Amazon is bringing its new NFL "Thursday Night Football" package out to advertisers with a hefty price tag that could cost sponsors as much as 20% more than what they were paying for those games on broadcast TV, according to people familiar with the situation.
Over the past two weeks, Amazon has sent proposals to the NFL, which is presenting the options to official sponsors, according to media buyers, who spoke on the condition of anonymity. It’s common for NFL broadcasting partners, which now include Amazon, to offer the league’s top sponsors the right of first refusal.
Amazon has the exclusive rights to stream "Thursday Night Football" starting this year, running through 2033, which is the first all-digital distribution deal for the league. "Thursday Night Football" had previously been airing on Fox. The streaming rights were reportedly worth more than $1 billion a year, and Amazon has been on a marketing push to promote its new crown jewel.
“It’s a very interesting play,” said Cara Lewis, U.S. chief investment officer at Dentsu. “I do think clients are interested to make that move [to streaming] because they know what the future is and they know the continual viewership is moving there.”
Lewis was not able to speak to Amazon’s positioning in the advertising markets, except that she works with brands that would likely review proposals. In a blog post on Thursday, Amazon noted that the Prime Video and Twitch audience could add 13% incremental reach over linear NFL audiences and an 8% incremental reach over all linear live sports.
The most-watched Thursday game this season, not including the one on Thanksgiving Day, drew more than 20 million viewers; but audiences are typically smaller, ranging between 10 million and 20 million viewers.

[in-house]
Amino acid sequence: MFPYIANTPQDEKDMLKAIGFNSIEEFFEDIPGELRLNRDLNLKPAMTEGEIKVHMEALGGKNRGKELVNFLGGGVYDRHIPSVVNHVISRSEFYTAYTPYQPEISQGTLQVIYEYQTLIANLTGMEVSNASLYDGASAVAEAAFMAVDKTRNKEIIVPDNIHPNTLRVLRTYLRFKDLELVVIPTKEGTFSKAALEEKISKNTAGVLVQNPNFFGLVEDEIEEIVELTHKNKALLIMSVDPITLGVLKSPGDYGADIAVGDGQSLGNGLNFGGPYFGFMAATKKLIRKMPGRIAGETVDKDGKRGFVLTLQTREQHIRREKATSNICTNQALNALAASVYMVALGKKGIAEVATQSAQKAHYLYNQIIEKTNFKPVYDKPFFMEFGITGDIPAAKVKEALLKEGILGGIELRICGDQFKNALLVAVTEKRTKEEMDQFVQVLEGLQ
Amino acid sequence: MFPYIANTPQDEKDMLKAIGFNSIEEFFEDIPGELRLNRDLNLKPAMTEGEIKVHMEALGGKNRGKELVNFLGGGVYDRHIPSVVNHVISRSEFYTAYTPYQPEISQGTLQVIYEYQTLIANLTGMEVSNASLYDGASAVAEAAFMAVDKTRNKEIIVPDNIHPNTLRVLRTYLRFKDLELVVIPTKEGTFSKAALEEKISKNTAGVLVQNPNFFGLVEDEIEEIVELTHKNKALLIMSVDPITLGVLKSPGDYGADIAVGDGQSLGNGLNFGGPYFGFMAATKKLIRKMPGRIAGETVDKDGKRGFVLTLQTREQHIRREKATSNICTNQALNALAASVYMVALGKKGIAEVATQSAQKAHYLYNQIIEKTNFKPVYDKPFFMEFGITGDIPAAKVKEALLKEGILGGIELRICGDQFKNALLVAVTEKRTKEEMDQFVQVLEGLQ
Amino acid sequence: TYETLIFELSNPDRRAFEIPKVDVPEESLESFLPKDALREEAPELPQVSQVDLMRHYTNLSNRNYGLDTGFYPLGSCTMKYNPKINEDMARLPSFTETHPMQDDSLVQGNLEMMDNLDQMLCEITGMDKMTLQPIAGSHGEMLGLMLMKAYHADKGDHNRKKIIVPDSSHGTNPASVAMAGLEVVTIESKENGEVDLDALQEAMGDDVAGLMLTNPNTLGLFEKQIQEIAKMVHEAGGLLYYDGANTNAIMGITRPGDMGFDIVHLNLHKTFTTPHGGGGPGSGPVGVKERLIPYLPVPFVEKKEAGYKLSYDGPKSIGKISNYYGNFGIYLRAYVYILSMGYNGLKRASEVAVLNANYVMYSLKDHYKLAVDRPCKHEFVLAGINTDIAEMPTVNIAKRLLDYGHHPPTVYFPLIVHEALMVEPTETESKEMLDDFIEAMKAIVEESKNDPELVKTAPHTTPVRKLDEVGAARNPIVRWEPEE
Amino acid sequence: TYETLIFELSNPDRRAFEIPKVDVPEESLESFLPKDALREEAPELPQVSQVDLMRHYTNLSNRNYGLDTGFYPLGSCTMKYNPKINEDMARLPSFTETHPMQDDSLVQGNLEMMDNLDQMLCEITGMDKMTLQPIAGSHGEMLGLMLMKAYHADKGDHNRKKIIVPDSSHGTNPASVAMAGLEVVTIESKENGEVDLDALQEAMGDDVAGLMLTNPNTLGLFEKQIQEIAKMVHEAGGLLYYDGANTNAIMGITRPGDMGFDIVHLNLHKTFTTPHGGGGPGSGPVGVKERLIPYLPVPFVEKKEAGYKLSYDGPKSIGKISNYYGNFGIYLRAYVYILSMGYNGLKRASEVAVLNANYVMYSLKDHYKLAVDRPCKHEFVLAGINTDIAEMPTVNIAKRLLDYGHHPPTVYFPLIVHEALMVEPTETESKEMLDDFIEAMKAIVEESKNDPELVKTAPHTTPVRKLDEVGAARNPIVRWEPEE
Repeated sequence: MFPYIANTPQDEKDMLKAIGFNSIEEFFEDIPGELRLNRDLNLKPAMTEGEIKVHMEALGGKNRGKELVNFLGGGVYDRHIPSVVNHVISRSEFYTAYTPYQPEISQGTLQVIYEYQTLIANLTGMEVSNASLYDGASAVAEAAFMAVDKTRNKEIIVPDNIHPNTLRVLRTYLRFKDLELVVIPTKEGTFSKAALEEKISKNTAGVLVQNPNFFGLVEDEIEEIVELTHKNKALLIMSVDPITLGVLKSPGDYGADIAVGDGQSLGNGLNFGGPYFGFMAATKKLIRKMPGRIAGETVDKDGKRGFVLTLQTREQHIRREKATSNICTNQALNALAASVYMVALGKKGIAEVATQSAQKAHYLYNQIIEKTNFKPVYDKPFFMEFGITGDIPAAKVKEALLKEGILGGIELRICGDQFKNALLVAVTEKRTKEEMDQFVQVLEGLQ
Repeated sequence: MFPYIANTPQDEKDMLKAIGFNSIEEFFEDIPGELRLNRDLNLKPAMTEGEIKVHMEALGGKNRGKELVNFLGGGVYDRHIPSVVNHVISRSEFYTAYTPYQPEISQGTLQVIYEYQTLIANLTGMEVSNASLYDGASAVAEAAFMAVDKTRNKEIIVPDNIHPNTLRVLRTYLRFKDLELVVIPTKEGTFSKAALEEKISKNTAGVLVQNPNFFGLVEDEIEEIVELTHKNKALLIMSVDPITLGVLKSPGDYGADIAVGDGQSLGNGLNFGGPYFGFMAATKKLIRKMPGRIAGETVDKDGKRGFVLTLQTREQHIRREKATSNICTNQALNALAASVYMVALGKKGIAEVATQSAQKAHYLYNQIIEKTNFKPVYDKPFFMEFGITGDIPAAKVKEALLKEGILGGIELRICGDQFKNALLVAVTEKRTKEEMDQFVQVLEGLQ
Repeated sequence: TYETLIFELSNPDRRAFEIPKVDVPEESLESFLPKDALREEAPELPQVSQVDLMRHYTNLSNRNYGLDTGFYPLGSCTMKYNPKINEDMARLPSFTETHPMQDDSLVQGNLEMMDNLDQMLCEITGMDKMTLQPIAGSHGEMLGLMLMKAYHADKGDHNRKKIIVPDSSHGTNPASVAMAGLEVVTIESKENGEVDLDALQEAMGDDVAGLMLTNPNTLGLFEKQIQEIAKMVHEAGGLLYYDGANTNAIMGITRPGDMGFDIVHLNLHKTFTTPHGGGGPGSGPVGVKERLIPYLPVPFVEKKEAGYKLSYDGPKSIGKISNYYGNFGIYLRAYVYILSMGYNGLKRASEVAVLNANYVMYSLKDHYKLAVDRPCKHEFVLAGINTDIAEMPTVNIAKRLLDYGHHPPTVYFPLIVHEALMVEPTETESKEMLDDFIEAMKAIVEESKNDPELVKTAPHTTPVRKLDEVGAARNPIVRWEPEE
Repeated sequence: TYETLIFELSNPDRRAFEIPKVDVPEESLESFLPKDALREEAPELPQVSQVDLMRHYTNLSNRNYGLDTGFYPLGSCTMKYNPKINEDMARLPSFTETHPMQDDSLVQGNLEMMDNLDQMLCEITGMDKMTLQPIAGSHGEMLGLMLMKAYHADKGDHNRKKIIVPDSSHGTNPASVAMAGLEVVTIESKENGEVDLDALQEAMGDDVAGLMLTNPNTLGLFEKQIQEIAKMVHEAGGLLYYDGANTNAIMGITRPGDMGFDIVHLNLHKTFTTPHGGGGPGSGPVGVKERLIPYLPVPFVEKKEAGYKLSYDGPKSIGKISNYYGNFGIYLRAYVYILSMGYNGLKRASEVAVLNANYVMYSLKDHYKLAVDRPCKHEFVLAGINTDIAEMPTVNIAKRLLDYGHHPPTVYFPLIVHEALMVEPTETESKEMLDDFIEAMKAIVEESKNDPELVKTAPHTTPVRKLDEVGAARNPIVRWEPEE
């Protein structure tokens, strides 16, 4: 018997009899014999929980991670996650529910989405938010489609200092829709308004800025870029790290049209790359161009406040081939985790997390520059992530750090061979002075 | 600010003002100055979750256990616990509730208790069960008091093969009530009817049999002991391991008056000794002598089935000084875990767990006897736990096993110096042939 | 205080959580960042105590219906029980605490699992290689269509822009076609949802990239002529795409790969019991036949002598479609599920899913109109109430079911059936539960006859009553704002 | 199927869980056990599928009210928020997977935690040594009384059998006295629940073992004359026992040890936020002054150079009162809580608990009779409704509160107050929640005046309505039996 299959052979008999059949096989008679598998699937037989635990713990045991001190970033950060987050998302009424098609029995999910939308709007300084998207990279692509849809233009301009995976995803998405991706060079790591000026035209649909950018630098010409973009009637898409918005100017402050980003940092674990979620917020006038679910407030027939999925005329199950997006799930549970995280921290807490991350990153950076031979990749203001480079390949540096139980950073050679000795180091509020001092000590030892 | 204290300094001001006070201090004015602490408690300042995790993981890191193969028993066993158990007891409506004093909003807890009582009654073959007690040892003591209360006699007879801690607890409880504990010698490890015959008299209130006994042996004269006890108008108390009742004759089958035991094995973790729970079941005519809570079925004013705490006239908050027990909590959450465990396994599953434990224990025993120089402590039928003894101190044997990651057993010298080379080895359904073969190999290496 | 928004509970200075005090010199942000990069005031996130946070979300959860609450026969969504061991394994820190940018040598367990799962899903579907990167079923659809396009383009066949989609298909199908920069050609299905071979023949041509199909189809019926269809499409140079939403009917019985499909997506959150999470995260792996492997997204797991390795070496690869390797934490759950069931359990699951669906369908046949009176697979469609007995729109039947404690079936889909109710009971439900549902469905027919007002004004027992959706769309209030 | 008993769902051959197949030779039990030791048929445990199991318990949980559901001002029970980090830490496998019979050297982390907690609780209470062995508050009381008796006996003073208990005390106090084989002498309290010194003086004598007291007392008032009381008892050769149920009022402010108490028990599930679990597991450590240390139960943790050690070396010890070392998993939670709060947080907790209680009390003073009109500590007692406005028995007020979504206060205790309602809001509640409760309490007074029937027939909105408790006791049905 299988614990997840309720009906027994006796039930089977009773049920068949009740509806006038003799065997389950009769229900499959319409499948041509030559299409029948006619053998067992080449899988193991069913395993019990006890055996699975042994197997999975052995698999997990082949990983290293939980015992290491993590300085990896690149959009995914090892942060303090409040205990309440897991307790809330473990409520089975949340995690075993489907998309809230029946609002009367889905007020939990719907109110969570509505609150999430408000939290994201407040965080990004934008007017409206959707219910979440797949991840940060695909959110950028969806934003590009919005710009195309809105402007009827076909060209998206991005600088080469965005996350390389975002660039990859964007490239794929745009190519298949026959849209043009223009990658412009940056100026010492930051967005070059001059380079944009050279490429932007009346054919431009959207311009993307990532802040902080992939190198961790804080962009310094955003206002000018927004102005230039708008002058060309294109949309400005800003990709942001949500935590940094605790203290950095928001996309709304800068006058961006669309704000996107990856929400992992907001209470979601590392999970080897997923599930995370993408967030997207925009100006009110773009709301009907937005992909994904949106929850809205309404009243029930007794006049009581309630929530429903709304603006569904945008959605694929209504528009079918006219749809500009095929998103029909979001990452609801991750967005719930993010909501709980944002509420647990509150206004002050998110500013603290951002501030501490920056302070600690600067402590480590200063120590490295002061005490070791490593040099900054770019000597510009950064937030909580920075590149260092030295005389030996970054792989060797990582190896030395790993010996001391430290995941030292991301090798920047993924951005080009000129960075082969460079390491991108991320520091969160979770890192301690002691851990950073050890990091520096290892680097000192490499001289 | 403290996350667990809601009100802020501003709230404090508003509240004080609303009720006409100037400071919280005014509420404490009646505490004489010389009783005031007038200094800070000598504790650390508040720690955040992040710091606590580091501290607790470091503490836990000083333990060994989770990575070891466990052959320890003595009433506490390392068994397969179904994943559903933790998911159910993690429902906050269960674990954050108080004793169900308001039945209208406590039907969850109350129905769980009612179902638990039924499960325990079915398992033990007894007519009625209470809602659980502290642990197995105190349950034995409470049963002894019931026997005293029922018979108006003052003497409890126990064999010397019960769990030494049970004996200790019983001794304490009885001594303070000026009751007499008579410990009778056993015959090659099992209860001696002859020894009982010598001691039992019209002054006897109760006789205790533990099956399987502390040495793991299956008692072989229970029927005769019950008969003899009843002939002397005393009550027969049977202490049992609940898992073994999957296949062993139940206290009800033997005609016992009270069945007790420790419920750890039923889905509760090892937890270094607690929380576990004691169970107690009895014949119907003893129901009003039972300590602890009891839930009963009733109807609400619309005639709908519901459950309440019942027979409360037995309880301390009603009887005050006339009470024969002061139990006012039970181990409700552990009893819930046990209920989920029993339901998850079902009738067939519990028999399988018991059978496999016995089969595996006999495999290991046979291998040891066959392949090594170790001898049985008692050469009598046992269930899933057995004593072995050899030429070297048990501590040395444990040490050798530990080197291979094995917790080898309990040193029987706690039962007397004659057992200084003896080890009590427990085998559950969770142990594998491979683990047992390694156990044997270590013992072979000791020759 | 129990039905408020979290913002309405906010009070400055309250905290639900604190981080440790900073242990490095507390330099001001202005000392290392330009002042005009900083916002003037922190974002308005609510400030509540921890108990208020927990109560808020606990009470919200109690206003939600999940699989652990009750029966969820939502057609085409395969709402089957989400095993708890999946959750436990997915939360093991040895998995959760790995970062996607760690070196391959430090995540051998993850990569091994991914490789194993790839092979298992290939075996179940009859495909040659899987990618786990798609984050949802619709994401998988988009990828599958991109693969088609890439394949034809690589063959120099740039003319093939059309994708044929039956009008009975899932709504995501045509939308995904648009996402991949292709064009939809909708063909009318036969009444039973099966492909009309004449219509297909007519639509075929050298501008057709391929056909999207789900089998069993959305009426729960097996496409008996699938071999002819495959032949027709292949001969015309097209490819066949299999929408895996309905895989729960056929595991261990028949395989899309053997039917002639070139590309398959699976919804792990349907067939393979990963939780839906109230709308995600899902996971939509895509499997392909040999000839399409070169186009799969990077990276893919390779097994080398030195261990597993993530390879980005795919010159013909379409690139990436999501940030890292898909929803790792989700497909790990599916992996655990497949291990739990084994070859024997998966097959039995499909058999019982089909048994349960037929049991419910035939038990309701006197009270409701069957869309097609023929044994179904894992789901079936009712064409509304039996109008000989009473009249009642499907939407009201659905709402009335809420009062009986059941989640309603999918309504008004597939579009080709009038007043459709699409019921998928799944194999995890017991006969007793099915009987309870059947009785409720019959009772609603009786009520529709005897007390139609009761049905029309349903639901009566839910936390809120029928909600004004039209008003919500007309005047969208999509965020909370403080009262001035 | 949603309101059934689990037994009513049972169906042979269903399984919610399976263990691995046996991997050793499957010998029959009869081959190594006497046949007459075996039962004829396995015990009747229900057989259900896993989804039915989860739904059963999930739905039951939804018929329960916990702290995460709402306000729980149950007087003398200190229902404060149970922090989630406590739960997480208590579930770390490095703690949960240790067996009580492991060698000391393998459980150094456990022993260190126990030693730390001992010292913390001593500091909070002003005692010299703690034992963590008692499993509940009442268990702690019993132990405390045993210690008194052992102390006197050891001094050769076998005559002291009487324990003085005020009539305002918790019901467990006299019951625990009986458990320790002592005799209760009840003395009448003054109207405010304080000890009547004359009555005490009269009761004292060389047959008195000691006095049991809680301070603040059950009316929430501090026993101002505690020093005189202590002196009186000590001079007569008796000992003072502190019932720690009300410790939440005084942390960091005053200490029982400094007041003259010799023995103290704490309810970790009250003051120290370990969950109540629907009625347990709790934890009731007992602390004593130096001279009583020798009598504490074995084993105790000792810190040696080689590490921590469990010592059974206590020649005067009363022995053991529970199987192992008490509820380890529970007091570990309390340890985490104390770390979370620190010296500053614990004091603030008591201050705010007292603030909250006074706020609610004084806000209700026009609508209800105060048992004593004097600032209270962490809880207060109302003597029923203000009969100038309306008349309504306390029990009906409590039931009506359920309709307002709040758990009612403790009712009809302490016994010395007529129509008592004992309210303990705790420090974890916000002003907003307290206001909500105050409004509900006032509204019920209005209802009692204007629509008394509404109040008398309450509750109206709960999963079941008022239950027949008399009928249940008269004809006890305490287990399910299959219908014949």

One buyer said that sports advertisers are used to seeing viewership drop any time a game moves from broadcast to cable TV, and especially to streaming. Amazon will measure the games using Nielsen ratings, the traditional measurement associated with TV, according to several media buyers.
Media buyers also said that Amazon is expected to raise the CPMs or cost to reach 1,000 views.
Amazon has asked for up to $30 million from sponsors, which ad buyers said was an expensive first salvo. Amazon is offering the traditional sponsorships, with pregame, pre-kick, halftime, and post-game slots, according to media buyers.
“There’s a structure to their breaks that’s going to have to mimic what’s been on traditionally,” said one of the media buyers.
Amazon also appears to be offering advertisers more robust upfront ad deals that go beyond NFL, the media buyers said. The sponsors would also receive ad exposure on other properties like IMDb TV, Amazon’s free, ad-support, over-the-top TV channel.
But it doesn't seem like Amazon has sold any inventory yet, as they wait for packages to be reviewed, another sports media buyer said.
Read: How Amazon's annual ad spending rocketed to $16.9 billion